Utility selection and optimization
Another masterpiece of Pinch Analysis is the residual heat
curve also known as the Grand Composite Curve. This graph has 2 clearly
distinct zones located above and below the Pinch point met where the abcissa has
a zero value. It is a graphical representation of the net amount of
heating (portion above the Pinch point) and cooling (below the Pinch) versus the temperature level. Since the
Pinch point represents the temperature
through which no heat transfer is allowed to minimize the utility requirements,
it is consequently found where the residual heat available is zero.
This tool is mostly used to optimize the utility
level and load selection
and to study the appropriate integration of heat pumps, cogen systems (CHP) or new
unit operations like evaporators. For
example, we can use it to maximize the use of low pressure steam and cooling water which are cheap utilities, and to maximize the production of low pressure
steam by energy recovery below the Pinch as shown on the graph.
Design and establishment of a strategic plan of action in
Design rules are used to develop solutions that meet the
prescribed targets. The design rules rest on the 3 basic Pinch principles:
No heat transfer across the
No heating utility below the
No cooling utility above the
This design phase ends with a final optimization
and is followed by a budget cost estimation. Figure 7 shows the design grid
representation used for this phase (not related to the hot water process
example). The savings and the
final profitability of each project is then calculated. The ultimate result is a set of
integrated projects obtained for, typically, 2 recommended scenarios. As desired
by the plant's management, each project can be implemented over the years.
The following table is
a short example of results provided to the Client (TMP pulp mill). Often, 2 scenarios are presented, one for short
payback projects (6-12 months), and a second one for 18 to 24 months payback
period solutions for a much larger level of process integration and energy recovery.
About the conventional approach...
In the conventional approach to energy efficiency, the
engineer will mostly refer to state-of-the-art knowledge for his process and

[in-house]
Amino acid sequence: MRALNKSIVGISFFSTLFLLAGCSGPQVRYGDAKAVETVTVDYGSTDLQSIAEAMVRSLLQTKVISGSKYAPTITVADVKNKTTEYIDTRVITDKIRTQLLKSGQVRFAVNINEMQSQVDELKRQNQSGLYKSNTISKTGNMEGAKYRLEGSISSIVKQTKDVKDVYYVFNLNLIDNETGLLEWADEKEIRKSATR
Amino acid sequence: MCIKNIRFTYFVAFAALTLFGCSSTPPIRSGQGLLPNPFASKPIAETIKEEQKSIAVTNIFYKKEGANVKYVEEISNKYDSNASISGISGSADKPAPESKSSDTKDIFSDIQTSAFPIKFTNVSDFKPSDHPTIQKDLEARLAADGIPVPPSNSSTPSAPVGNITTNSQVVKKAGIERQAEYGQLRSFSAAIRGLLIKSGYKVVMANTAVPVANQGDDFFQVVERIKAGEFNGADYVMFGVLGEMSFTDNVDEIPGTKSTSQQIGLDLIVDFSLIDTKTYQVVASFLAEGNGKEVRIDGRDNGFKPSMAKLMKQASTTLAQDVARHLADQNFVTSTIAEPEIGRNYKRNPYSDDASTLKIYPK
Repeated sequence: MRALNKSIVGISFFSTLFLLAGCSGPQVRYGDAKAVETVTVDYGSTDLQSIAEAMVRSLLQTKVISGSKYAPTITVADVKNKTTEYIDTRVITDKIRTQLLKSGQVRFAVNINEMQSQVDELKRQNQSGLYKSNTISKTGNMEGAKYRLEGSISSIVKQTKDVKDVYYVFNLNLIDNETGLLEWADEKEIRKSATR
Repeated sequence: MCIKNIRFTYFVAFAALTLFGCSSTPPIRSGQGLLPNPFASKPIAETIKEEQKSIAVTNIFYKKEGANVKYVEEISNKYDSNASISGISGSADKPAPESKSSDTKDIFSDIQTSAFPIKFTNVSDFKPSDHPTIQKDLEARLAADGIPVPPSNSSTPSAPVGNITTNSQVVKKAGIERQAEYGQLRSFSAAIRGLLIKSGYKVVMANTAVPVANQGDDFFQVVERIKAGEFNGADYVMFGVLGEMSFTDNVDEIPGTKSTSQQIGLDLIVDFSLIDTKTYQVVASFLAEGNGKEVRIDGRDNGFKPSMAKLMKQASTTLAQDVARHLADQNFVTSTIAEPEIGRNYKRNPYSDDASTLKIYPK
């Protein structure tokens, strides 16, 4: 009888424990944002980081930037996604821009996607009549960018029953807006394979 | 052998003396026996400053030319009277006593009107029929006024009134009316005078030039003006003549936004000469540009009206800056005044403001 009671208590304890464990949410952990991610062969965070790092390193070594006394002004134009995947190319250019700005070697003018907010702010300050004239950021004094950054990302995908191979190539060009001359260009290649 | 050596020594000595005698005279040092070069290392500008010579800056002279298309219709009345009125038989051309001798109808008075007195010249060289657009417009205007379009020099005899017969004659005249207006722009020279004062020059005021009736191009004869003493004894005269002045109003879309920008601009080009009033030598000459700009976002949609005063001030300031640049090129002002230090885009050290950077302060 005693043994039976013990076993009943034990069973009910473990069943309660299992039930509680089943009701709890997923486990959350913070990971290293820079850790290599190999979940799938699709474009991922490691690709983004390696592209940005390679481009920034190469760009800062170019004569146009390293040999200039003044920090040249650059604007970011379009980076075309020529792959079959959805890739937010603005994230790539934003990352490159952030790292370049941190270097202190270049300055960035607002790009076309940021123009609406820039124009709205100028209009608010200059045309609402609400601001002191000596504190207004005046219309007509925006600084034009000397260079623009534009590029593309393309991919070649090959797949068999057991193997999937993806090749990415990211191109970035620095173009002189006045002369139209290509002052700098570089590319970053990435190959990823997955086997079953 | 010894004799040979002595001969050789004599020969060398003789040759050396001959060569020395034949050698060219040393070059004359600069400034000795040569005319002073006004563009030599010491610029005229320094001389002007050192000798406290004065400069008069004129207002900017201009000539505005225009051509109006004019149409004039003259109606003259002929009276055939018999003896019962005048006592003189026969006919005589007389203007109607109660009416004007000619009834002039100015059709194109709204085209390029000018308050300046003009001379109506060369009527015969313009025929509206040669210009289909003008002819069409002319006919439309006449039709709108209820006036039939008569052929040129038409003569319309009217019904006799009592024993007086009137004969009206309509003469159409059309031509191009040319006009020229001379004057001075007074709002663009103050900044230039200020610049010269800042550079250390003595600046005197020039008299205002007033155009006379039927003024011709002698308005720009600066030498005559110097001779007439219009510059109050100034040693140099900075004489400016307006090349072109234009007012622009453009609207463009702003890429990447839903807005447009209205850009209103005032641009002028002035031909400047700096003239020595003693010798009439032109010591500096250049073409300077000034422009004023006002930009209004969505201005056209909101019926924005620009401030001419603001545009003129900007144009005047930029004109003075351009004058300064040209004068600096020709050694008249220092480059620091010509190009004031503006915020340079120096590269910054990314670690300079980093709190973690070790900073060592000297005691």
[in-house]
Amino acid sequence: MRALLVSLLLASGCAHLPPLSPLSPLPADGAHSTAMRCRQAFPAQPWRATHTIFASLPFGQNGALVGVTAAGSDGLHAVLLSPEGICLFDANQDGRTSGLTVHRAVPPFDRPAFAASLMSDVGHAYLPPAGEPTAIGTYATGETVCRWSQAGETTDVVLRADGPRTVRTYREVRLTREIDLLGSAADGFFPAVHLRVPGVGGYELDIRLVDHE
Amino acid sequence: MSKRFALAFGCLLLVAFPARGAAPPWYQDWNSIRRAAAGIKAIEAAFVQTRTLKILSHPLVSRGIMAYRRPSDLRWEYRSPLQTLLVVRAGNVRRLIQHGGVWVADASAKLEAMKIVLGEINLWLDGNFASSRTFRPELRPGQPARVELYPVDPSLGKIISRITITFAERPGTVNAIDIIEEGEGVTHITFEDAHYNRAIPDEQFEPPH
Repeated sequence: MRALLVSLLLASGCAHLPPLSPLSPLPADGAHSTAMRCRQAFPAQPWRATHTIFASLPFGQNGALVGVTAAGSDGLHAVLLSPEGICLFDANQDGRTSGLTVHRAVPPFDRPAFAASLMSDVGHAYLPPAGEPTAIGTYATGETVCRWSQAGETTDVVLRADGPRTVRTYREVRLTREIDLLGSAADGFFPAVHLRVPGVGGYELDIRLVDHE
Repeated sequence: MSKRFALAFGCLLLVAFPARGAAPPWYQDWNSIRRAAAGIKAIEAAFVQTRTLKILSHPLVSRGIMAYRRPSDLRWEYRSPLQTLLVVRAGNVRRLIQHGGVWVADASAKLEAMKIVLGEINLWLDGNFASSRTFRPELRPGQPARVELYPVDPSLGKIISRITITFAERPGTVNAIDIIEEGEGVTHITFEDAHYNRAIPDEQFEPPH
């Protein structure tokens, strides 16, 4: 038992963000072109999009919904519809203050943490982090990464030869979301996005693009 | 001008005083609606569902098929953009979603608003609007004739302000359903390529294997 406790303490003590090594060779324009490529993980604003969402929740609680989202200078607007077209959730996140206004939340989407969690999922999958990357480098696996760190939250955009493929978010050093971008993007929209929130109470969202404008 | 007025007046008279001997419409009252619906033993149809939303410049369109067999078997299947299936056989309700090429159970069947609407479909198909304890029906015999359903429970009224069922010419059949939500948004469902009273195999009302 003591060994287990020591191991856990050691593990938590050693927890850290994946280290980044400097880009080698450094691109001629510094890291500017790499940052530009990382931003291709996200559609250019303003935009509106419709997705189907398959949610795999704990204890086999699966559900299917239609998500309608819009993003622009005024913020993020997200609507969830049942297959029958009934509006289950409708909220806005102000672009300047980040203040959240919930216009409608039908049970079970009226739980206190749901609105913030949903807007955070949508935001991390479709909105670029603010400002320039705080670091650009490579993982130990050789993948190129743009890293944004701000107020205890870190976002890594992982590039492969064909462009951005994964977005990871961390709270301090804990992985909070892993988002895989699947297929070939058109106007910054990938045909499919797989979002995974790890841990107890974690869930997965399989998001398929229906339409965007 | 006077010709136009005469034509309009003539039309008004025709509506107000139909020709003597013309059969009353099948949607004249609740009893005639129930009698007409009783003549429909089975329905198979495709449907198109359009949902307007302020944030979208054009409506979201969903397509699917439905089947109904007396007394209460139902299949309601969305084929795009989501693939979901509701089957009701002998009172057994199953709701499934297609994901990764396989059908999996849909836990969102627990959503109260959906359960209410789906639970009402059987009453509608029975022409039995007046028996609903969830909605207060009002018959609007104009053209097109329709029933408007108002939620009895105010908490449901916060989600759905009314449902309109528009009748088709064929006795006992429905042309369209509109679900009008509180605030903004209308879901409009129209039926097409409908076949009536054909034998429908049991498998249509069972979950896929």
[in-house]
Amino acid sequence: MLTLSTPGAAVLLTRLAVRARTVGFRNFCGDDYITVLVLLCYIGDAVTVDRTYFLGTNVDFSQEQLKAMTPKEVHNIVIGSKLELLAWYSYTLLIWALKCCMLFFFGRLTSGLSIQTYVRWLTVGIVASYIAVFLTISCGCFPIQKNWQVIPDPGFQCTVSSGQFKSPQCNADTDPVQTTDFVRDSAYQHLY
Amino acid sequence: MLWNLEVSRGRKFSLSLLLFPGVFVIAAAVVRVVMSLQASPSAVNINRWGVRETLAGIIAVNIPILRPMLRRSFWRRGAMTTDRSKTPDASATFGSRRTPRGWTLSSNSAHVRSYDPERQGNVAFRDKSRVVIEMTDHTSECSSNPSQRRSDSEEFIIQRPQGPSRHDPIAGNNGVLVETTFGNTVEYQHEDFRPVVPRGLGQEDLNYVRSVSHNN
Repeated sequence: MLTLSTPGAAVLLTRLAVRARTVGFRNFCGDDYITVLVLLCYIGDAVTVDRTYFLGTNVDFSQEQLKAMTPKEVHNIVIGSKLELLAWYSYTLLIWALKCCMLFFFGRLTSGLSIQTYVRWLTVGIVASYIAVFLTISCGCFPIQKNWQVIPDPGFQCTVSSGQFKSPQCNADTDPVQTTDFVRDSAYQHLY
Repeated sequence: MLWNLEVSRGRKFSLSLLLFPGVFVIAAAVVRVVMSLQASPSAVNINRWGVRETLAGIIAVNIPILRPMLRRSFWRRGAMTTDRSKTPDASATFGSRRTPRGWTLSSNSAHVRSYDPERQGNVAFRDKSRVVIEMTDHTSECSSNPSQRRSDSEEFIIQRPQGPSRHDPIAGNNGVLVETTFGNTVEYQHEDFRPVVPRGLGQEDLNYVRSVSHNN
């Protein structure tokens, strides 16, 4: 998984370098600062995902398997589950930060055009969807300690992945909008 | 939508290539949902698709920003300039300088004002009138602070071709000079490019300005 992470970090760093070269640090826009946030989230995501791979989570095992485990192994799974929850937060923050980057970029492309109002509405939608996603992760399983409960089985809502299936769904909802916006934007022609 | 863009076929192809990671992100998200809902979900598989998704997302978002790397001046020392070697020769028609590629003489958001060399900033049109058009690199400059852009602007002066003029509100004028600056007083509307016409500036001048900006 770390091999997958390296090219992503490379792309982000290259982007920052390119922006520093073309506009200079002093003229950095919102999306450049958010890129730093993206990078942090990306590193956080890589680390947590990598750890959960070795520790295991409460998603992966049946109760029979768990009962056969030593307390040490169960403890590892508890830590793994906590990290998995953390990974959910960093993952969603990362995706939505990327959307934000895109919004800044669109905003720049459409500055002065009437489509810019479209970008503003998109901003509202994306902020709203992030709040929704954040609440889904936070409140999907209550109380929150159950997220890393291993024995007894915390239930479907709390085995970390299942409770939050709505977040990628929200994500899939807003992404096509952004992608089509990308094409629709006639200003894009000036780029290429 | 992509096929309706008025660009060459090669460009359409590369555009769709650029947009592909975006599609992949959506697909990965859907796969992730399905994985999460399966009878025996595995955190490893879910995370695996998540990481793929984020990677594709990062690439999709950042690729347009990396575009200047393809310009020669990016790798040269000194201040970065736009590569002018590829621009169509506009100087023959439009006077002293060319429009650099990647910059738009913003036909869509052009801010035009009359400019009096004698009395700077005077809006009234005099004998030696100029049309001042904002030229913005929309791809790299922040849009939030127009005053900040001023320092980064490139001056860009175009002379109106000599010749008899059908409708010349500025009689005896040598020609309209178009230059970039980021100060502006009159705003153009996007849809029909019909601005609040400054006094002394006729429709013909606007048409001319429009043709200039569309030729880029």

proceed by inspection and intuition. Often,
energy efficiency literature and reference books include extensive
possibilities that can be many pages long (example),
often giving very general ideas. Selecting and studying some of them can be
a costly and time-consuming solution, and you never know what your
targets are, if you have reached them, and if any better solution exists. In
comparison, you can use
Pinch Analysis to find and select your energy and capital cost targets ahead of
design. The design rules will naturally and rapidly lead you
towards the one out of 100 projects of the literature listings that is the most appropriate to
Design for the hot water tank example
For the example presented here, the results of Step 1 through
7 gives the following design where the minimum steam
consumption target is met.
studies, publications and references |
Many case studies have been presented in the past in the
literature and in conferences. Pragmathic is also highly active in R&D
activities to keep improving its expertise in this field. We have developped
over the years very efficient and unique ways to get more precise targets for retrofit studies, and we use our own softwares for this
Please consult the
Download section where we have many papers and congress presentations available
for download. A
textbook on Pinch Analysis is available here.
some good papers to consult.
by step through the pinch", Smith, G., Patel, A., The Chemical
Engineer, November 1987, p. 26.
Analysis - A state-of-the-art overview",
Linnhoff, B., Trans IChemE, vol. 71, Part A, September 1993, p. 503.